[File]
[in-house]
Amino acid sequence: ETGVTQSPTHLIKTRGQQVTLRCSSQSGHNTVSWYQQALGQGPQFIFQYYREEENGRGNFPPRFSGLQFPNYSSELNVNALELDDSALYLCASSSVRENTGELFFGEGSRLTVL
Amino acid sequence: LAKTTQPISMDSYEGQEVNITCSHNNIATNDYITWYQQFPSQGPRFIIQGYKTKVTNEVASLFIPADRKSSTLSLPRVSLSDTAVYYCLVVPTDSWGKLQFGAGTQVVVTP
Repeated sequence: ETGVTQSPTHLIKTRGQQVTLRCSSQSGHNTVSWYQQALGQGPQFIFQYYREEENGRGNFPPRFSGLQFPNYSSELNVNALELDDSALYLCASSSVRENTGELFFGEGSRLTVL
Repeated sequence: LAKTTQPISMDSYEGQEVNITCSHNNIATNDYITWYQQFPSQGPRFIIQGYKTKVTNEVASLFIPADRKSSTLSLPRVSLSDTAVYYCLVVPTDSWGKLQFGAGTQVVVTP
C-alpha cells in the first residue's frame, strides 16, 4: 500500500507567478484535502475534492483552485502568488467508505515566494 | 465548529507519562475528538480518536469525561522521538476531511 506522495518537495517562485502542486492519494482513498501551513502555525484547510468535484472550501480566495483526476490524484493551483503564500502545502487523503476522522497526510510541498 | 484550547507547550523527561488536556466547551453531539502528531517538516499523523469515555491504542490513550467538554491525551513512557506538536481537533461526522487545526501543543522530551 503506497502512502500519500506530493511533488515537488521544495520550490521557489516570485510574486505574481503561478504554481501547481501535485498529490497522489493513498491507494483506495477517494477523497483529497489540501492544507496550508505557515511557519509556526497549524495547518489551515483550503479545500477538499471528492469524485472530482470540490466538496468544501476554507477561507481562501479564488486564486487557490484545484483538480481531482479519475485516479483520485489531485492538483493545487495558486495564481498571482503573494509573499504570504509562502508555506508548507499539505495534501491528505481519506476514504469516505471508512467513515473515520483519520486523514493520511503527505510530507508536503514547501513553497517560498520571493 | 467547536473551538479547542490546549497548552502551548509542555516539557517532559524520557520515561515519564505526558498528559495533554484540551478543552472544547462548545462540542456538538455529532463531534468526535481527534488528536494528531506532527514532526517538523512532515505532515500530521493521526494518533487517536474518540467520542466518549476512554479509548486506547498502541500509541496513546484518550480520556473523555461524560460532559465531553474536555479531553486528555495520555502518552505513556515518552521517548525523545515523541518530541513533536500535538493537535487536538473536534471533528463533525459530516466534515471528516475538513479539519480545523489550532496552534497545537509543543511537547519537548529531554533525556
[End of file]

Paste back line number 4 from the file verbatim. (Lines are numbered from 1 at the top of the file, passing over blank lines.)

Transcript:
Repeated sequence: ETGVTQSPTHLIKTRGQQVTLRCSSQSGHNTVSWYQQALGQGPQFIFQYYREEENGRGNFPPRFSGLQFPNYSSELNVNALELDDSALYLCASSSVRENTGELFFGEGSRLTVL